Norfolk and Norwich Hospital Collection: Dukes, scandals and archiving
Portrait of Duke of Wellington.
Arthur Wellesley, 1st Duke of Wellington by John Jackson © National Portrait Gallery, London

While working with the Norfolk and Norwich Hospital Collection (MS-NORFN), I found the highlight of my placement with the Royal College of Physicians (RCP): a letter from the 1st Duke of Wellington which offended the county of Norfolk (ALS/W61). This may seem like an odd highlight to pick when working with such a well-established and respected organisation, but it perfectly represents what I, and many others, find so enjoyable about working with archives.

To put this into context, I am a student aiming to be an archivist, and so I must complete a two-week placement in an archive. This placement was complicated by the fact it happened in the middle of a national lockdown in response to Covid-19. However, our placements went ahead and I found myself digitally working with the RCP, examining a collection of letters which form the Norfolk and Norwich Hospital Collection (MS-NORFN). The focus of these letters is the Norfolk and Norwich Musical Festival and I read many letters accepting and declining invites, making donations, and offering support written by the Lords, Ladies, Earls and Dukes of Norfolk and beyond. The festival was set up in 1824 to raise money for the Norfolk and Norwich Hospital. Although it traces its history further than 1824, this was the year the festival was formalised into the event which continues until this day. The 1824 festival was a classical music event which had the patronage of many influential and wealthy people in society, including King George VI and the 1st Duke of Sussex, Prince Augustus Frederick. The success of this event amounted to £2,399 being donated to the hospital and ensured that further festivals were held in the future. The festival continued as a triennial event until 1989, when it became an annual event.

Archiving is not just going through records one by one. Perhaps it is proof of being a history graduate, but one of my favourite parts of archiving is providing the records with context, which means we get to do research. We do this so that we best know how to represent the records, such as finding a suitable name for the collection, or identifying the key people involved. Only through such research can we properly describe the records, as we discovered when we learnt the donor of the records, “Dr Copeman”, may not have been Edward Copeman (1809-1880) as we assumed, but possibly his relative Dr Sydney Arthur Monckton Copeman (1862-1947), both Fellows of the RCP. We had assumed Edward Copemans’s involvement due to the fact he was elected physician in Norfolk and Norwich Hospital in 1851, and appointed chairman of the Norfolk and Norwich Musical Festival in 1857, both positions he stayed in until retirement in 1878, two years before his death. It was in these positions that Edward presumably obtained the collection of letters. However, one of the letters has been recorded as being donated by Sydney Copeman and other letters date from after Edward’s death. Due to this, we believe there is a possibility Edward passed his collection onto Sydney, who added further letters to it, before finally donating the letters to the Royal College of Physicians. Regardless of which Copeman donated the collection, both were successful in their fields, with Edward being a specialist in gynecology and Sydney advancing military medicine.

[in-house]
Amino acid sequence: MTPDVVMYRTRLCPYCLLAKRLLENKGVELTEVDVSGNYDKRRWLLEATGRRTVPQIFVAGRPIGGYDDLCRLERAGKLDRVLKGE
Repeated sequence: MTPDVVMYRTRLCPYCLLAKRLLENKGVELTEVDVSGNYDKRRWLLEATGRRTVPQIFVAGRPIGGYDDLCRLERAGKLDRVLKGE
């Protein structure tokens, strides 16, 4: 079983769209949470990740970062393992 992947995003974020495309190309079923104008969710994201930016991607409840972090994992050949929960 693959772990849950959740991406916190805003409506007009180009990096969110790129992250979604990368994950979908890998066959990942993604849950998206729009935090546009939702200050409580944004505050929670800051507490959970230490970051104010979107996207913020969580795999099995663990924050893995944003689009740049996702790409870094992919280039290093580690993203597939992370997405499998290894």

Portrait of Dr Sydney Arthur Moncton.
An image of Dr Sydney Arthur Monckton Copeman (1862 – 1947), one of two potential ‘”Dr Copeman’s’ who donated the letter collection. Credit: Wellcome collection.


Archival research took me from the website of the Norfolk and Norwich Musical Festival, looking over information concerning the Festival's 250th anniversary, to a book published in 1896, directly informed by some of the people involved in the original festivals. From this research, we are able to produce a well-informed description of the collection, noting the first festival raised £6,833, was conducted by Sir George Smart (1776-1867), and my highlight, that a letter I had examined (ALS/W61) caused a little scandal at the time. This is because the Duke of Wellington declined an invitation to be a Vice President of the Festival as he had “no connection with the county of Norfolk” (ALS/W61), an excuse which did not go down well with those in support of the charitable festival. The Committee organizing the Festival demonstrated through a not-so-subtle response that they disapproved of his excuse, reminding him of his “presence… at the grand battues [hunts] of the late Lord Suffield, and his acceptance of the freedom of the city”, a rather clear display of the Duke’s connections to the county.

Page of letter written by Duke of Wellington.
The 2nd page of the Duke of Wellington’s letter (ALS/W61). The part which caused offense, having “no connection” can be seen at the bottom of the image.


While my placement was a little strange, working through Zoom and emails due to the Pandemic, it still represents the basic but crucial work of cataloguing that most archivists wish they had the time to do. Being able to handle (albeit electronically) and read over records from the past is what attracts many to the profession; I began my relationship with archives in a search room looking over 19th century records for my dissertation. It is this type of hands-on engagement with records which can change history from the abstract to the real, allowing us to see in his own words how the Duke of Wellington offended a whole county across just three small pages.


Shea Evason, Archives placement student

Sources used:



Read our weekly library, archive and museum blog to learn more about the RCP’s collections, and follow us on Twitter, Instagram and Facebook.

Library, Archive and Museum